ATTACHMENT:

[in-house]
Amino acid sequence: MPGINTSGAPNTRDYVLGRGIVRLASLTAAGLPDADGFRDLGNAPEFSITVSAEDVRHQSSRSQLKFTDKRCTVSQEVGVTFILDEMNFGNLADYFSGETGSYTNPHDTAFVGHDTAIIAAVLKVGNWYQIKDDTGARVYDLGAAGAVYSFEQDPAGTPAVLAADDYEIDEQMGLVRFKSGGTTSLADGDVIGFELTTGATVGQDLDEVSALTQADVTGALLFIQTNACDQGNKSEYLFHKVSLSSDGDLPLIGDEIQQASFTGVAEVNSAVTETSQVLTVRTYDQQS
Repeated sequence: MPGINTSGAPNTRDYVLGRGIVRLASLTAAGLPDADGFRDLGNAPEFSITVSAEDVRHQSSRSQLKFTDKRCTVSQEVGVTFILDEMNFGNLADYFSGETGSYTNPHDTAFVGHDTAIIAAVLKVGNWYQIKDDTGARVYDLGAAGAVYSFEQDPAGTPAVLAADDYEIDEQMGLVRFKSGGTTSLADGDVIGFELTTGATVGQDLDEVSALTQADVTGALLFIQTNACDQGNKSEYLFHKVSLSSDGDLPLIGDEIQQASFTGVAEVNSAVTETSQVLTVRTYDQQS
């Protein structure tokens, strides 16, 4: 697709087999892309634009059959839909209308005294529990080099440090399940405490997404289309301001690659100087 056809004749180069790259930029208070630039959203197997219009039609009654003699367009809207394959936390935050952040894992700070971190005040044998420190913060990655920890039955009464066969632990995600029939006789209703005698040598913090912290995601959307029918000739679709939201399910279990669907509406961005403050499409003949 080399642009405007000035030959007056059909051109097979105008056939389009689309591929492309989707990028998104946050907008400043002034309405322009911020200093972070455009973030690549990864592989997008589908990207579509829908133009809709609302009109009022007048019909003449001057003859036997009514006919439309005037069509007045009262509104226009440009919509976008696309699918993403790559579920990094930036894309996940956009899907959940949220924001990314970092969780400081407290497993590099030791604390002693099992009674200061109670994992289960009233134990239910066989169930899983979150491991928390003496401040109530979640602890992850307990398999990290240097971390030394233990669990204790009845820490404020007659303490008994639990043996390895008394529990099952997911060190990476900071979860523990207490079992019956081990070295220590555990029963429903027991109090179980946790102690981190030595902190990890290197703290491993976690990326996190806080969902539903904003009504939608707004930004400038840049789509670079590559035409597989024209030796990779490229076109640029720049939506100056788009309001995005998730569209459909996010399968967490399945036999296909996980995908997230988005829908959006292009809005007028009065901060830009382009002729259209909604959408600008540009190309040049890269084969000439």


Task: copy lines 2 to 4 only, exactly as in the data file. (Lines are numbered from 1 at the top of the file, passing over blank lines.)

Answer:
Amino acid sequence: MPGINTSGAPNTRDYVLGRGIVRLASLTAAGLPDADGFRDLGNAPEFSITVSAEDVRHQSSRSQLKFTDKRCTVSQEVGVTFILDEMNFGNLADYFSGETGSYTNPHDTAFVGHDTAIIAAVLKVGNWYQIKDDTGARVYDLGAAGAVYSFEQDPAGTPAVLAADDYEIDEQMGLVRFKSGGTTSLADGDVIGFELTTGATVGQDLDEVSALTQADVTGALLFIQTNACDQGNKSEYLFHKVSLSSDGDLPLIGDEIQQASFTGVAEVNSAVTETSQVLTVRTYDQQS
Repeated sequence: MPGINTSGAPNTRDYVLGRGIVRLASLTAAGLPDADGFRDLGNAPEFSITVSAEDVRHQSSRSQLKFTDKRCTVSQEVGVTFILDEMNFGNLADYFSGETGSYTNPHDTAFVGHDTAIIAAVLKVGNWYQIKDDTGARVYDLGAAGAVYSFEQDPAGTPAVLAADDYEIDEQMGLVRFKSGGTTSLADGDVIGFELTTGATVGQDLDEVSALTQADVTGALLFIQTNACDQGNKSEYLFHKVSLSSDGDLPLIGDEIQQASFTGVAEVNSAVTETSQVLTVRTYDQQS
């Protein structure tokens, strides 16, 4: 697709087999892309634009059959839909209308005294529990080099440090399940405490997404289309301001690659100087 056809004749180069790259930029208070630039959203197997219009039609009654003699367009809207394959936390935050952040894992700070971190005040044998420190913060990655920890039955009464066969632990995600029939006789209703005698040598913090912290995601959307029918000739679709939201399910279990669907509406961005403050499409003949 080399642009405007000035030959007056059909051109097979105008056939389009689309591929492309989707990028998104946050907008400043002034309405322009911020200093972070455009973030690549990864592989997008589908990207579509829908133009809709609302009109009022007048019909003449001057003859036997009514006919439309005037069509007045009262509104226009440009919509976008696309699918993403790559579920990094930036894309996940956009899907959940949220924001990314970092969780400081407290497993590099030791604390002693099992009674200061109670994992289960009233134990239910066989169930899983979150491991928390003496401040109530979640602890992850307990398999990290240097971390030394233990669990204790009845820490404020007659303490008994639990043996390895008394529990099952997911060190990476900071979860523990207490079992019956081990070295220590555990029963429903027991109090179980946790102690981190030595902190990890290197703290491993976690990326996190806080969902539903904003009504939608707004930004400038840049789509670079590559035409597989024209030796990779490229076109640029720049939506100056788009309001995005998730569209459909996010399968967490399945036999296909996980995908997230988005829908959006292009809005007028009065901060830009382009002729259209909604959408600008540009190309040049890269084969000439």